I was reminded the other day that in 1941, in the darkest hours of World War II and with Churchill’s backing, planning for post-war nature conservation was underway.  Our countryside and wild places, our wildlife in towns and rural parishes and its role in our lives is part of what defines us.

The last ten days have seen an unprecedented series of major initiatives and announcements that will shape nature conservation for years to come.  First the outcome of the Red Tape Challenge review of environmental regulation, then the Budget set up by the Chancellor’s intemperate words six months earlier in his autumn statement in which he characterised the environment and its protection as ‘a ridiculous cost on business’. Then, hot on its heels, publication of a review in to the European Nature Directives (specifically the Birds and Habitats Directives) and how they are implemented in England – ‘gold plating’ was the charge. And finally the publication of England’s National Planning Policy Framework.

The Treasury, DEFRA, The Department of Communities and Local Government and the Cabinet Office lining up to shape the relationship between economic growth and the future of our environment.

Our treasured countryside.  Hard-wired into our nation's consciousness, our campaigning has shifted thinking. Photo, view from the North Downs Andre Farrar.

Dozens of organisations have risen to the challenge in recent months backed by the active involvement of hundreds of thousands of people, just like you, who have left the coalition Government in no doubt at all that our countryside and the natural world remains hard-wired into the nation’s consciousness. This shift in thinking at the heart of the coalition Government is a welcome recognition that the environment is critical to our wellbeing, economy and future prospects for a country worth living in.

In recent months the campaigning and debating, arguing and positioning have at times felt like the future for England’s nature was bleak (and this is mainly about England, I’ve asked some colleagues from other parts of the UK to contribute their perspectives in future posts).

So where are we now?

In one word – relieved.

Relieved primarily that the coalition Government has listen to us and to you.

So from the top

The Red Tape Challenge – 16,000 stepped up for nature (thank you!) and emailed Business Secretary, Vince Cable. Result – sensible simplification but on the whole necessary and hard-one environmental regulation comes through in tact. Here’s more detail if you’d like it.

The Budget – had the Chancellor continued his intemperate assault on the environment, Budget day threatened to be labelled Black Wednesday.  Over 19,000 stepped up for nature (thank you again) and joined the chorus to wake up George and ensure he sees the natural environment and investment in the green economy as inseparable from a prosperous economy. Result – less of the anti-environment language, but still a budget that will launch a wave of proposals for roads and runways that will risk us being set on an unsustainable path. A grey day for the environment.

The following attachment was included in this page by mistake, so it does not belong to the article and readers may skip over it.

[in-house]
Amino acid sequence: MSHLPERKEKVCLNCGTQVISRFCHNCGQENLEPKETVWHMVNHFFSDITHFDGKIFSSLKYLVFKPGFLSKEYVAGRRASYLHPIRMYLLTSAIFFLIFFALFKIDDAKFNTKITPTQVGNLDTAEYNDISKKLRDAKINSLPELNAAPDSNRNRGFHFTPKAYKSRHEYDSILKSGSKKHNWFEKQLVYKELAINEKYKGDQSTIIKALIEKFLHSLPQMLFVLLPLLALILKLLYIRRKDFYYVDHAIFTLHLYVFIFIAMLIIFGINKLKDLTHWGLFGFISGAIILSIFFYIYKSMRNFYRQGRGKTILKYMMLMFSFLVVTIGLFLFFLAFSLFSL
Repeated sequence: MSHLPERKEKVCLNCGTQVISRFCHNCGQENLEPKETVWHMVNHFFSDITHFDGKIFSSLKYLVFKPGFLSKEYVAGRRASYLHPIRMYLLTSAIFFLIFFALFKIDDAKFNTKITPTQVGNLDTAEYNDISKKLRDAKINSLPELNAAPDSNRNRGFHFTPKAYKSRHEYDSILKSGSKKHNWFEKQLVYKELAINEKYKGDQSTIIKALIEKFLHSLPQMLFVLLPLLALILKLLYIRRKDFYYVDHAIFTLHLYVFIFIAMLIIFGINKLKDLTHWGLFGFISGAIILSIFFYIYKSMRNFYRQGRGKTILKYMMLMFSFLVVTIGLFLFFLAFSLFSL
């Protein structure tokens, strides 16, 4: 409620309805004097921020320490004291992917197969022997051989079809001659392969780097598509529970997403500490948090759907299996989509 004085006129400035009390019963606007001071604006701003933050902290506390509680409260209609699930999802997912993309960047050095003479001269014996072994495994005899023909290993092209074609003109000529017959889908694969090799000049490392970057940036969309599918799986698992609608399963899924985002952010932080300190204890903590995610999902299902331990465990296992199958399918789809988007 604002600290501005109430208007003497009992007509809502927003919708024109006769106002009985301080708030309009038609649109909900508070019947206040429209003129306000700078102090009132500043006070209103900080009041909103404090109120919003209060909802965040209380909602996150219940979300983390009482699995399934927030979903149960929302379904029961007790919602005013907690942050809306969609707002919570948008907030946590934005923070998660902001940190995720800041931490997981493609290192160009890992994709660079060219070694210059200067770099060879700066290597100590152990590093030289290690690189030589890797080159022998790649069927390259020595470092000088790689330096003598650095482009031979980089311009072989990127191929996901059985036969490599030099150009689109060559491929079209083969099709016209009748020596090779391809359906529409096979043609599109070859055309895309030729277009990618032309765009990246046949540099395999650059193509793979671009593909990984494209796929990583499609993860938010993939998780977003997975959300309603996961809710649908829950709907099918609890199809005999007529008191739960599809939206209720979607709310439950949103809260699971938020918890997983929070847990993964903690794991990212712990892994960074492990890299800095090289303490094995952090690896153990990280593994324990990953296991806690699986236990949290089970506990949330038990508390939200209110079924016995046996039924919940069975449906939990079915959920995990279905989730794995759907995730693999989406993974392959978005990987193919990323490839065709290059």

The ‘Habs Regs’ – part of the repercussions of the Chancellor’s autumn statement was to kick off a review into how the European Birds and Habitats Directives are implemented in England.  Accusations of gold plating and over-zealous application where in the air.  We submitted extensive evidence to the review. Result – largely a clean bill of health. The Directives are supported by Government and are not guilty of the charge of unnecessarily holding up economic development. More here.

And finally the National Planning Policy Framework NPPF. This fundamental part of the English planning system will complement the move to local involvement in the Government’s Localism Act. Get it wrong and the dogs of unconstrained economic growth are off the leash. Result – a massive improvement on earlier drafts and a huge vindication of our campaigning alongside, in particular, the National Trust, CPRE and the Daily Telegraph. I know the lengths our planning specialists have gone to in order to make a constructive contribution to the consultation – we’re proud of the difference they’ve made.  The implications of the NPPF will take some time fully to analyse, but first impressions are very favourable.

So where does that leave us?

No one should be under any illusion; we are facing an unprecedented upsurge in infrastructure proposals and development that will test our resolve to ensure that the best projects prosper and the bad and unsustainable are rejected. But we have saved the means to make our case.

Will it be enough?

Only if the public mobilisation that has opened the ears of government continues.  The focus now moves from Westminster to the town hall, the village hall and communities directly affected. Local Authorities, hard pressed by falling budgets often shorn of specialist ecologists, are likely to find the requirements of the NPPF to update their plans a real challenge. Communities are expected to have a greater role – perhaps your community? Skills, time, organisation will be patchy. If we are to avoid a post code lottery for planning and the environment then these deficits must be addressed.

We will all have a part to play – are you ready to step up for nature?

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